Finding a way to relax and be herself, WCU Sophomore Kendall Harris, a volunteer at WWCU FM, speaks about a variety of topics on her podcast, “Kickin’ It with Kendall.” She uses her air time to talk about college life, experiences, and funny stories. Harris originally wanted her own show to provide something as a distinguishing standout on her resume; however, her show has turned into a stress reliever, and it has give here a time to enjoy herself and talk about her life. Harris explains that in order to have a successful show, the topics, guests and music need to be something that inspires and excites her.

Planning is also a large factor in the show’s success. Producing an attention-grabbing and engaging show is not something that should be done without preparations. Harris uses her free time to plan for her podcasts, and because they are prerecorded, she is able to have more freedom in her planning and recording schedule that works with her busy life as a student.

The other volunteers and administration at the station have been nothing but supportive to Harris, and she describes them as very encouraging and helpful. Due to the fun environment with people she feels comfortable around, Harris articulates her decision to apply for and create her own show at WWCU FM as “one of the greatest decisions I’ve made so far here at Western!”


From Japanese techno to alternative rock, Western Carolina University’s student-managed radio station, WWCU FM, provides something unique for every listener. However, listening is just part of the fun; any student, faculty or staff can gain real station experience and apply for their own show. Radio shows can come in many forms like news-based, talking-based or music-based, and they can also be formatted as live shows or podcasts, which are gaining in popularity. The application process involves in-station training; and WWCU FM General Manager, Peyton Schrader, says, “To apply for a live radio show, you have to train with either the General Manager or Program Coordinator to be able to run the equipment correctly. After you’re trained, you come up with what style of show you’d like.”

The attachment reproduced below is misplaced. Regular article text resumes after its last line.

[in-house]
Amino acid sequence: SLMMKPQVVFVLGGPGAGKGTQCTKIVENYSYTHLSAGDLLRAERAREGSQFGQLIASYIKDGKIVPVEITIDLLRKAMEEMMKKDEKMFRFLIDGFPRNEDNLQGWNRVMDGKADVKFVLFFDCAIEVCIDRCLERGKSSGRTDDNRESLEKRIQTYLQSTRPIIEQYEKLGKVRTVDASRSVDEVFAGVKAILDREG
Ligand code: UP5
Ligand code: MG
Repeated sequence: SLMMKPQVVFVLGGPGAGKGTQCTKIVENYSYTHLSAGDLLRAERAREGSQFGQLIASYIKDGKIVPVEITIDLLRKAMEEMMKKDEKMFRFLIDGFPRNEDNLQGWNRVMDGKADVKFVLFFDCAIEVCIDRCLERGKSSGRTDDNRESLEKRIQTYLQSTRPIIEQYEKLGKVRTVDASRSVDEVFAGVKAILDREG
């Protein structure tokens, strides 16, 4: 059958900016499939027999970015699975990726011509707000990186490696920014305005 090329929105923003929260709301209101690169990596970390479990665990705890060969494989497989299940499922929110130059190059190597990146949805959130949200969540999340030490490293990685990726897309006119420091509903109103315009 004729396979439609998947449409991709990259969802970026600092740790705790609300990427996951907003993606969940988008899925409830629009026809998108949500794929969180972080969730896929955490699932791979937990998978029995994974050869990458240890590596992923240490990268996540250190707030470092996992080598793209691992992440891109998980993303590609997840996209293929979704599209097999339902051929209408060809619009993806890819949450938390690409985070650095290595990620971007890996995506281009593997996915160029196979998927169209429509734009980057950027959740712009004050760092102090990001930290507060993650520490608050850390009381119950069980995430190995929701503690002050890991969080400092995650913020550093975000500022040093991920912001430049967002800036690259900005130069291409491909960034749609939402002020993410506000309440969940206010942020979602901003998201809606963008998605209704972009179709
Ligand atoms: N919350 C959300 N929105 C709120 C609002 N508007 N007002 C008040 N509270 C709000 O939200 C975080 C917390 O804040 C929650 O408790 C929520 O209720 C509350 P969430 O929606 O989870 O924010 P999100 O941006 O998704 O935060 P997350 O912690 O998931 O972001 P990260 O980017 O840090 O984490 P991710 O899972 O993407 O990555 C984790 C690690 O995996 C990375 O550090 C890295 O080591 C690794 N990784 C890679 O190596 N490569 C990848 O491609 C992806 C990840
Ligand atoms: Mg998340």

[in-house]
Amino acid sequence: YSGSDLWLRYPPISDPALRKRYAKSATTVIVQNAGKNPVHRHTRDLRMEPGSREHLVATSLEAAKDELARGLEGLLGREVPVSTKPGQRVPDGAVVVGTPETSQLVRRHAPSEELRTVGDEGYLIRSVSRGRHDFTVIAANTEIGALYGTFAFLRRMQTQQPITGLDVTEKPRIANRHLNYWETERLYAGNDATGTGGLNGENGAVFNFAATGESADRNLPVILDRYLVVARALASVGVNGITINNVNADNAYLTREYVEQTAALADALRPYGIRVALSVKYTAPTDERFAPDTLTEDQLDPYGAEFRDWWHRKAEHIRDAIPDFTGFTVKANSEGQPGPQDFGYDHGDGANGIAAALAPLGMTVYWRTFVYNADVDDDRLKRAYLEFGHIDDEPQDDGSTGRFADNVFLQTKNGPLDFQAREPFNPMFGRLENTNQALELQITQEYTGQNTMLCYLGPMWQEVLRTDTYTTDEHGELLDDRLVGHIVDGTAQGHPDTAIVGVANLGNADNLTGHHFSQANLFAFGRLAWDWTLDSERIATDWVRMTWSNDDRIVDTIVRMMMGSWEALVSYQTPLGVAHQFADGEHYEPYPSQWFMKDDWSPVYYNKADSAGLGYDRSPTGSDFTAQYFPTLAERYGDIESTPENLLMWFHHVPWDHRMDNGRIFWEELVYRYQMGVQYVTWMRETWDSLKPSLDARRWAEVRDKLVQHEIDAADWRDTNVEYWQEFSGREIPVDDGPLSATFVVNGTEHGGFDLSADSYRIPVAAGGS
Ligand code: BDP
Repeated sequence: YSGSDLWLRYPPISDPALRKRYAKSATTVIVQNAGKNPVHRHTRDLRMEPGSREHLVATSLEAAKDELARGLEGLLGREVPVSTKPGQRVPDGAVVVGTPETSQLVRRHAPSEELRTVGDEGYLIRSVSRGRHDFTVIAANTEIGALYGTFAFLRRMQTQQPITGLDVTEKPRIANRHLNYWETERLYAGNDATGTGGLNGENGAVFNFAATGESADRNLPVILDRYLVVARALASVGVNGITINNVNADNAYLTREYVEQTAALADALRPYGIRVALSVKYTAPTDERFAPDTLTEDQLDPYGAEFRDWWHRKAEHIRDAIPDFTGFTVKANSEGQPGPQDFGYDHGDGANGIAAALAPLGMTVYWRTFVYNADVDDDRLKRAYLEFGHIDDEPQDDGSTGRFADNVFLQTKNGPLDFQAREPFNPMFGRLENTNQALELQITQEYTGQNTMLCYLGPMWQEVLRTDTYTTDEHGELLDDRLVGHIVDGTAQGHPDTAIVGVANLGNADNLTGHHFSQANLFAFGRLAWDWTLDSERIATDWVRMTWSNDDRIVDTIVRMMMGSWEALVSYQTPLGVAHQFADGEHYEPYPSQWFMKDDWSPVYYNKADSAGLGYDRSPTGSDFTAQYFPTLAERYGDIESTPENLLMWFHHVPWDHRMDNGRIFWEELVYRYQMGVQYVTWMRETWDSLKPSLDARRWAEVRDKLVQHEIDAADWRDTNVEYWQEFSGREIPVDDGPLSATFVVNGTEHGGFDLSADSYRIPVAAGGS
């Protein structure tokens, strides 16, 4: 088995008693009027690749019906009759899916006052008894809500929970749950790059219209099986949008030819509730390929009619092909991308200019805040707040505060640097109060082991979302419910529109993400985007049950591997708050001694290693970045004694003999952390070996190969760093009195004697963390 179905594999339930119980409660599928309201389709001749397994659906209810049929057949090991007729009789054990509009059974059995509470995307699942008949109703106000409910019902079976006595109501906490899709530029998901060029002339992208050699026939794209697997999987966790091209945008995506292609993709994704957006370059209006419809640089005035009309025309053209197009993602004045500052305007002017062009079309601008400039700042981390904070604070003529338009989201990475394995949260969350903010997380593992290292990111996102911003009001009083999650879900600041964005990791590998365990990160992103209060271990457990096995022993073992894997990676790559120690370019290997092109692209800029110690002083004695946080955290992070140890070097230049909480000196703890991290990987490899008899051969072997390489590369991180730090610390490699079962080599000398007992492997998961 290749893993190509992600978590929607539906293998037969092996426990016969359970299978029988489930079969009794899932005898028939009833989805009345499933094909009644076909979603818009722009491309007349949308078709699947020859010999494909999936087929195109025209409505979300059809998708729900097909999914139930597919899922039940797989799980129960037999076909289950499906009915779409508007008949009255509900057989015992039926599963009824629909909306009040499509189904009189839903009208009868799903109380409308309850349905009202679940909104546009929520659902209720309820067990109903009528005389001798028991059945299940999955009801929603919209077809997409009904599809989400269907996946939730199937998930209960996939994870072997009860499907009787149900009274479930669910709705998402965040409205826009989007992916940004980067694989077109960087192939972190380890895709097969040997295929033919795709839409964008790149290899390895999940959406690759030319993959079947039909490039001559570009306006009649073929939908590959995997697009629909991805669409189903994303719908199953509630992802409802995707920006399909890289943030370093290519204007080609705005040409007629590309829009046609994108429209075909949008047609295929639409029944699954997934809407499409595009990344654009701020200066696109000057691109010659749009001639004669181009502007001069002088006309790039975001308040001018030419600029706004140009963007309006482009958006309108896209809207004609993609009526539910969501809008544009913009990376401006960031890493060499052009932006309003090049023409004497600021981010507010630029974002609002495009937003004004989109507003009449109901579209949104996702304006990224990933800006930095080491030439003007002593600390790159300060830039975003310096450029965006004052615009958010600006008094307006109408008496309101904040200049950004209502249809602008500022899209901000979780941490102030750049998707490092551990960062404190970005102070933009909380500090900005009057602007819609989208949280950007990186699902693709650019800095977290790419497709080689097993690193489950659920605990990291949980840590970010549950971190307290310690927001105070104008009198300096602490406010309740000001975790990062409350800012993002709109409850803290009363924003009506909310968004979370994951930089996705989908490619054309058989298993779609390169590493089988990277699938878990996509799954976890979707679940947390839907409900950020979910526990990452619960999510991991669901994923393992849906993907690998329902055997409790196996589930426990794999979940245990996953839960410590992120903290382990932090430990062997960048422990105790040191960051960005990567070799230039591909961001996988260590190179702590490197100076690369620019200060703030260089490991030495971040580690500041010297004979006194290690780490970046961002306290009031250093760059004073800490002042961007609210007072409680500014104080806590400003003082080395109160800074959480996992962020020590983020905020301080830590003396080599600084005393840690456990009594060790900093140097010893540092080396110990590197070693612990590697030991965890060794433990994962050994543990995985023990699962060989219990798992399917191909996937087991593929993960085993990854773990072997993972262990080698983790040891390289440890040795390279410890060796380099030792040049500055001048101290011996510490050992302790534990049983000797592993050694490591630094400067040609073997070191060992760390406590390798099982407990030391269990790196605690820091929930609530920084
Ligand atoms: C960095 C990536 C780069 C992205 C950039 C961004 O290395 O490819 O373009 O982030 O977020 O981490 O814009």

Air-time is from 6:00 p.m.- midnight and anyone who has been trained can select any two-hour time slot to be on air. The radio station’s volunteers’ voices are heard all around Jackson and Haywood County, with the station reaching over 150,000 residents in the region.

WWCU FM provides a place for students to have a voice and speak about what interests them and engage their listeners, a large population of whom, are their fellow students.Station volunteers can connect to the public in an endless variety of ways. Talk show topics have included LGBTQ+ rights, conspiracy theories, local news, sports, and many more. At WWCU FM, there is truly a place for all styles of music and topics.

The station is always in need of more live shows, and it hosts a variety of time slots to work with busy schedules. Gaining experience in live radio broadcast is priceless for broadcasting communication majors, but also can act as a creative outlet for any major on Western’s campus. No prior experience is necessary, and all the required training is provided. Let your voice be heard and play what you want to hear with your own radio show.

For more information and how to contact Western Carolina University’s WWCU FM volunteers visit